MedallionClass on Princess Cruises review: Medallions replace your wallet on cruise line

As a child of the seventies, I grew up on a television diet of The Love Boat, a popular American soapie that was filmed aboard various Princess ships while actually cruising the world.

Julie McCoy, the ship's charismatic cruise director checked off guests on a clipboard as they stepped aboard, as was the cruising practice. These days, it's another story.

It's my first ever Big Ship cruise and I'm aboard Discovery Princess, cruising for a week between Los Angeles and Cabo San Lucas, Mexico.

I'm using the company's latest innovation, known as the MedallionClass Experience which features a Medallion (capital "M" in Princess circles), a small wearable disk that's slightly larger than a 20-cent piece, and a corresponding smart phone app.

This technology is meant to revolutionise cruising by reducing hassles and providing personalised service. First rolled out on Royal Princess in 2017 it's now live across all 15 ships in the Princess fleet, including Discovery, the newest vessel.

Many Australian passengers will use MedallionClass for the first time in June when Coral Princess departs Brisbane for her inaugural Australian season. It will then expand into Sydney when Majestic Princess returns for her 2022-23 summer season in October.

So is the experience smooth sailing? So far, so good.

At check-in I use the "green lane", having already uploaded my personal credentials, including my health status and a selfie. The lack of designated boarding times means shorter lines and rapid processing.

All it takes is a tap of my Medallion and I'm given the green light. I enter the ship's grand atrium, the nearest thing to a Murano crystal factory, such is the amount of glass. I consult the app's map to find my cabin among 1830 passenger rooms spread across Discovery's 19 guest decks.


As I approach my cabin "click!", my door unlocks automatically. After perusing my room – comfortable bed, handy desk, ample open closet, compact bathroom and a balcony – I connect to WI-FI.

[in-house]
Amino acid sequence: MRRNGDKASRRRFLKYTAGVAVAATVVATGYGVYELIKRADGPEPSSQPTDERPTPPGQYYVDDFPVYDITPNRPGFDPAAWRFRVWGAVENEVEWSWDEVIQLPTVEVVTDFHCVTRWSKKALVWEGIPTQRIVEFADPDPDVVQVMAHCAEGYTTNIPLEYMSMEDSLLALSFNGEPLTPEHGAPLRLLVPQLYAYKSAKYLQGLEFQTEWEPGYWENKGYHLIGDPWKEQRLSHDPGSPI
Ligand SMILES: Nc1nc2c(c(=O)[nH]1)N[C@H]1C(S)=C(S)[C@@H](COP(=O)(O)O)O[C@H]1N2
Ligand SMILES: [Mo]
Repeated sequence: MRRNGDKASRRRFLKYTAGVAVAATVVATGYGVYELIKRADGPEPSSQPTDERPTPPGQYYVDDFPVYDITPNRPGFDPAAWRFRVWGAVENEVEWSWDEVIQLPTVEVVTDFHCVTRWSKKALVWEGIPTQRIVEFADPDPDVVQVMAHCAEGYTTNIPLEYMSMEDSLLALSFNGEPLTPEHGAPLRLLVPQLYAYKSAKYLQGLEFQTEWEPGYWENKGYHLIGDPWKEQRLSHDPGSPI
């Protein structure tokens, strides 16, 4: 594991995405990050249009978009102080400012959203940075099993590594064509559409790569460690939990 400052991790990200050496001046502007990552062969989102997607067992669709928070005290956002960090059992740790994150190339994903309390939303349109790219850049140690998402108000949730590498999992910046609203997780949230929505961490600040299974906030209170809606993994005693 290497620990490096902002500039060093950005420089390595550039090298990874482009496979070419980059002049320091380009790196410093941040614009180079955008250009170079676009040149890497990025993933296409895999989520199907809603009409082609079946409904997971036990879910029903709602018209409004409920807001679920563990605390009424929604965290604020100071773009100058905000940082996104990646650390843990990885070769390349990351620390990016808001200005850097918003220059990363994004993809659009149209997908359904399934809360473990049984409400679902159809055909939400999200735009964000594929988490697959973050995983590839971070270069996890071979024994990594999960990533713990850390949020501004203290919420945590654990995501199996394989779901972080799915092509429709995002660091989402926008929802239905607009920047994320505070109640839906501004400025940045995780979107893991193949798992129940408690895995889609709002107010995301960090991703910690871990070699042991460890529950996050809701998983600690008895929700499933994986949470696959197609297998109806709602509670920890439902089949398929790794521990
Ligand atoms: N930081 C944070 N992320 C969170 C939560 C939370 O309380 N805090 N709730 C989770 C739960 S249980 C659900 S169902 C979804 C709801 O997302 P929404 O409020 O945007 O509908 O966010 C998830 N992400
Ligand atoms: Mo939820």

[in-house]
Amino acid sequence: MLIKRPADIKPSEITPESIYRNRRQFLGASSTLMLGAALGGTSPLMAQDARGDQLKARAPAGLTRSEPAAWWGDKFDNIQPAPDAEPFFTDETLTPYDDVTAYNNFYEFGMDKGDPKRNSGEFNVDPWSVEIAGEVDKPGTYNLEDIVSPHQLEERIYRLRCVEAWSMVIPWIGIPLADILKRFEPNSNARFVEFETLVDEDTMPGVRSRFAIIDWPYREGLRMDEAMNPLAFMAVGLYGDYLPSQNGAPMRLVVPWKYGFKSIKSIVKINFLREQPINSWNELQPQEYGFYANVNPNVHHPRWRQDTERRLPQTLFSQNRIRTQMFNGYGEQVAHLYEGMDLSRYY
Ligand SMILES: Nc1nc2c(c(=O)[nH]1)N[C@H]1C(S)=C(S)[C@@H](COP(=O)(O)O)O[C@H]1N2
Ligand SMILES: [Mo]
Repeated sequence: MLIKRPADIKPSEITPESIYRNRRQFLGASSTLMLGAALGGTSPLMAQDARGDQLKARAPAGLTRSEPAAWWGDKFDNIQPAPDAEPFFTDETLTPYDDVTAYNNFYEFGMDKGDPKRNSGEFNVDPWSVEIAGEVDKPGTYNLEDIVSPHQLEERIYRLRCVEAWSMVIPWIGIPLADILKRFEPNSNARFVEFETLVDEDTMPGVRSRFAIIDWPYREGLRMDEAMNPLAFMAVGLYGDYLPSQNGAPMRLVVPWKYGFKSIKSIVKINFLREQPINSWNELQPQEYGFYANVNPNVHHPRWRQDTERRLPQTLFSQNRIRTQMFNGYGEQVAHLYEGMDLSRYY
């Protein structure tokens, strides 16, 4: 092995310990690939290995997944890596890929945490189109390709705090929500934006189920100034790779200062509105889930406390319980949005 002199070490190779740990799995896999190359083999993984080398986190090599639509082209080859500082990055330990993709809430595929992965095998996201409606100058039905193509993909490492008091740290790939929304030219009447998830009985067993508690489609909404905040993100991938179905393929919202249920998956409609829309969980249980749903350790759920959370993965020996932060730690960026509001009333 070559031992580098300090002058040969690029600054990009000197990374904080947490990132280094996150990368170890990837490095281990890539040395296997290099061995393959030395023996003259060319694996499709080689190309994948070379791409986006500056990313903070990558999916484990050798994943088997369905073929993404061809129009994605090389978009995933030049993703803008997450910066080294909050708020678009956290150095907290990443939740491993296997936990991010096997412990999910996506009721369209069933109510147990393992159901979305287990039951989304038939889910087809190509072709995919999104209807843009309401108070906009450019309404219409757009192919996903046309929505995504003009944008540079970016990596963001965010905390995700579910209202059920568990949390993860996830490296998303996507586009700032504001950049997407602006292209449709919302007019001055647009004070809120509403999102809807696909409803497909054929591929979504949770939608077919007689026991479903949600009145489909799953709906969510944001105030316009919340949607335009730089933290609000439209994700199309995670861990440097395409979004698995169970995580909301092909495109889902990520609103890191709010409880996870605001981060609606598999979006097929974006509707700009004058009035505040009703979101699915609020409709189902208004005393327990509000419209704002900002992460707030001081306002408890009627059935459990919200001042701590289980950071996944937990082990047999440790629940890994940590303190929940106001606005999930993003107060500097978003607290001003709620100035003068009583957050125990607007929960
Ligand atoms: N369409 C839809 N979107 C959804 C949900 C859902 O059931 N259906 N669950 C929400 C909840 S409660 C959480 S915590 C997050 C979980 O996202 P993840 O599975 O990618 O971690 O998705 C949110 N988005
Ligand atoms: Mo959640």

The supersonic speeds of the so-called "MedallionNet" are a definite crowd pleaser; no more clunky connections.

Next the Medallion's location function works like a GPS, thanks to signals that ping to ship sensors. You can turn on (or off) your location on the app to find and text shipmates, whether travel companions or newfound friends. The location function is obligatory for those under 18 years).

Parents can chill on a sun deck, knowing – thanks to their app – that their elderly parents are in one of the main dining rooms (tucking into an afternoon tea, no doubt; the scones and jam are delicious), while the kids are running amok in one of the three youth and teen centres. And it makes things easier for the crew, too.

One afternoon I order a mocktail from my cabin, when a friend beckons me to The Sanctuary, the relaxing adult-only retreat on the 18th deck. As I lounge on a deck chair, a friendly crew member homes in and delivers my beverage with a chirpy "There you are, Katrina". And there's more.

Dotted around the ship are over 100 touchscreen portals – enlarged versions of the app – that display deck layouts. As a directionally challenged soul, I need to consult these regularly.

They pinpoint specific locations (including restrooms, handy when you're in a hurry). It's a way of saving reams of paper, too, part of Princess Cruises' commitment to environmental practices that include reducing food waste and fuel consumption and treating wastewater.